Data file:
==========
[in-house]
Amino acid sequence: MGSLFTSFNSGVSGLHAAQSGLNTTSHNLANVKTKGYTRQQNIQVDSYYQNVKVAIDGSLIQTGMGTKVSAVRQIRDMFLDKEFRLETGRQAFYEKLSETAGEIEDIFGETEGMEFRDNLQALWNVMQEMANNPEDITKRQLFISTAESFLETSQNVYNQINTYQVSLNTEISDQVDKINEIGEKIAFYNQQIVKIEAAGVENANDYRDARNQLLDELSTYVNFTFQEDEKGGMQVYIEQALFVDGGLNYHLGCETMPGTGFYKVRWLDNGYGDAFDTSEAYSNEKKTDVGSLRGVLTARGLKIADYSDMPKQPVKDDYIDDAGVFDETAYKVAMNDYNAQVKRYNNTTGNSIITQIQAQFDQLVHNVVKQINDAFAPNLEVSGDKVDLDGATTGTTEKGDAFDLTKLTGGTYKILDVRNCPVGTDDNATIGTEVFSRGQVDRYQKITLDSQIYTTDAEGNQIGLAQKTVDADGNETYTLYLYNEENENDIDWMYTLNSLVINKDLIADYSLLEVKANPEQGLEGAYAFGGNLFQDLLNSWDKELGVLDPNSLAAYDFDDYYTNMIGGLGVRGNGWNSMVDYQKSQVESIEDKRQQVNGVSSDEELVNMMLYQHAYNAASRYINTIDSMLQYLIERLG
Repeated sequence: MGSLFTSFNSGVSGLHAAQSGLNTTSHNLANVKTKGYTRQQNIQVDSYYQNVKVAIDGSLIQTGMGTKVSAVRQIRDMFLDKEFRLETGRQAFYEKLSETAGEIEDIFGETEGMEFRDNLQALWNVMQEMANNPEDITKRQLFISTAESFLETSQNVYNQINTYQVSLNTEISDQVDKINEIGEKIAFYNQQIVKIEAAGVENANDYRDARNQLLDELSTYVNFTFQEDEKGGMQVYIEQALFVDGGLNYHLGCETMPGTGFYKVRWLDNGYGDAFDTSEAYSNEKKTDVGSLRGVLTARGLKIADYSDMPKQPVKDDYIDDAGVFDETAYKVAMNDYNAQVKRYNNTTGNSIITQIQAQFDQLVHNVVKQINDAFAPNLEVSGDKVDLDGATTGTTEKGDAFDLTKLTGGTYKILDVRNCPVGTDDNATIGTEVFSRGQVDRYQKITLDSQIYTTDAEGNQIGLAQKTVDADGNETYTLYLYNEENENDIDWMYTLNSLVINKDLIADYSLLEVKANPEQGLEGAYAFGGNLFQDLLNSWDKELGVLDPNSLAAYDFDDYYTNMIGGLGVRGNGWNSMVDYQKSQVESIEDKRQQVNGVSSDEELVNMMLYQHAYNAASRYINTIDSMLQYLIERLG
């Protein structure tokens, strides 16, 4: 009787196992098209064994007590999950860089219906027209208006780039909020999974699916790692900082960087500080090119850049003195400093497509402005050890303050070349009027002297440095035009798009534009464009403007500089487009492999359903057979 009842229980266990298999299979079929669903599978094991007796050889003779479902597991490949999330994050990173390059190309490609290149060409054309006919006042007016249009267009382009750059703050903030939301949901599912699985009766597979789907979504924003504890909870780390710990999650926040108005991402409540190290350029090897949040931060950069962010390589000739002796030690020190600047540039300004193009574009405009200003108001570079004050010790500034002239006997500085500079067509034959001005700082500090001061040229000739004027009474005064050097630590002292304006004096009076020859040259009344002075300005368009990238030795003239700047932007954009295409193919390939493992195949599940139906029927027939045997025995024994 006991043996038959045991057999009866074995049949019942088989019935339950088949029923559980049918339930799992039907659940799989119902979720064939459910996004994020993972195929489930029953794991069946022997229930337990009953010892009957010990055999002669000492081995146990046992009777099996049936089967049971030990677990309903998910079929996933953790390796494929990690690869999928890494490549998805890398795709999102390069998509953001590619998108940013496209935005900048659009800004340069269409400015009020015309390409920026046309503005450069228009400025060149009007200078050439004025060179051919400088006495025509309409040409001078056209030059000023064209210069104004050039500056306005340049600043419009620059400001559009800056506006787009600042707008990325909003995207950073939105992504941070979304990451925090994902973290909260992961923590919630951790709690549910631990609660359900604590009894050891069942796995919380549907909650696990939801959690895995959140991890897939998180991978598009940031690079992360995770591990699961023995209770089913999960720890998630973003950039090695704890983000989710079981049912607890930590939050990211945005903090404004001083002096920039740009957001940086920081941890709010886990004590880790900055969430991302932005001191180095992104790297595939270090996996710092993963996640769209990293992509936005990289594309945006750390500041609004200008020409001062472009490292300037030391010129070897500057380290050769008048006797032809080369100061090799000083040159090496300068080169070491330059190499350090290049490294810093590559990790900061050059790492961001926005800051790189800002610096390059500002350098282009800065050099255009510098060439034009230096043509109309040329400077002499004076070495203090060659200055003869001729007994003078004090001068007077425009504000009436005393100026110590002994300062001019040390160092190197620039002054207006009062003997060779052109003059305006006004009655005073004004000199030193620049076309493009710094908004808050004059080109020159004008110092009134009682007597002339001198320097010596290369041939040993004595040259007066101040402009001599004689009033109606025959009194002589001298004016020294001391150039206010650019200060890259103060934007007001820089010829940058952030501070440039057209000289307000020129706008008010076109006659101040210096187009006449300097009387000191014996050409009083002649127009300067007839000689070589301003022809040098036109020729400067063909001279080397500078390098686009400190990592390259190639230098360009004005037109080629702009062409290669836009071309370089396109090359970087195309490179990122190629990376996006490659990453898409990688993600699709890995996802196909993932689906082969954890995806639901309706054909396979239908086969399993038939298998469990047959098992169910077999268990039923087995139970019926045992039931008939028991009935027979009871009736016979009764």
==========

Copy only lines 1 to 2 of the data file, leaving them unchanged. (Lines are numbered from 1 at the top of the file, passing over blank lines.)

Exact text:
[in-house]
Amino acid sequence: MGSLFTSFNSGVSGLHAAQSGLNTTSHNLANVKTKGYTRQQNIQVDSYYQNVKVAIDGSLIQTGMGTKVSAVRQIRDMFLDKEFRLETGRQAFYEKLSETAGEIEDIFGETEGMEFRDNLQALWNVMQEMANNPEDITKRQLFISTAESFLETSQNVYNQINTYQVSLNTEISDQVDKINEIGEKIAFYNQQIVKIEAAGVENANDYRDARNQLLDELSTYVNFTFQEDEKGGMQVYIEQALFVDGGLNYHLGCETMPGTGFYKVRWLDNGYGDAFDTSEAYSNEKKTDVGSLRGVLTARGLKIADYSDMPKQPVKDDYIDDAGVFDETAYKVAMNDYNAQVKRYNNTTGNSIITQIQAQFDQLVHNVVKQINDAFAPNLEVSGDKVDLDGATTGTTEKGDAFDLTKLTGGTYKILDVRNCPVGTDDNATIGTEVFSRGQVDRYQKITLDSQIYTTDAEGNQIGLAQKTVDADGNETYTLYLYNEENENDIDWMYTLNSLVINKDLIADYSLLEVKANPEQGLEGAYAFGGNLFQDLLNSWDKELGVLDPNSLAAYDFDDYYTNMIGGLGVRGNGWNSMVDYQKSQVESIEDKRQQVNGVSSDEELVNMMLYQHAYNAASRYINTIDSMLQYLIERLG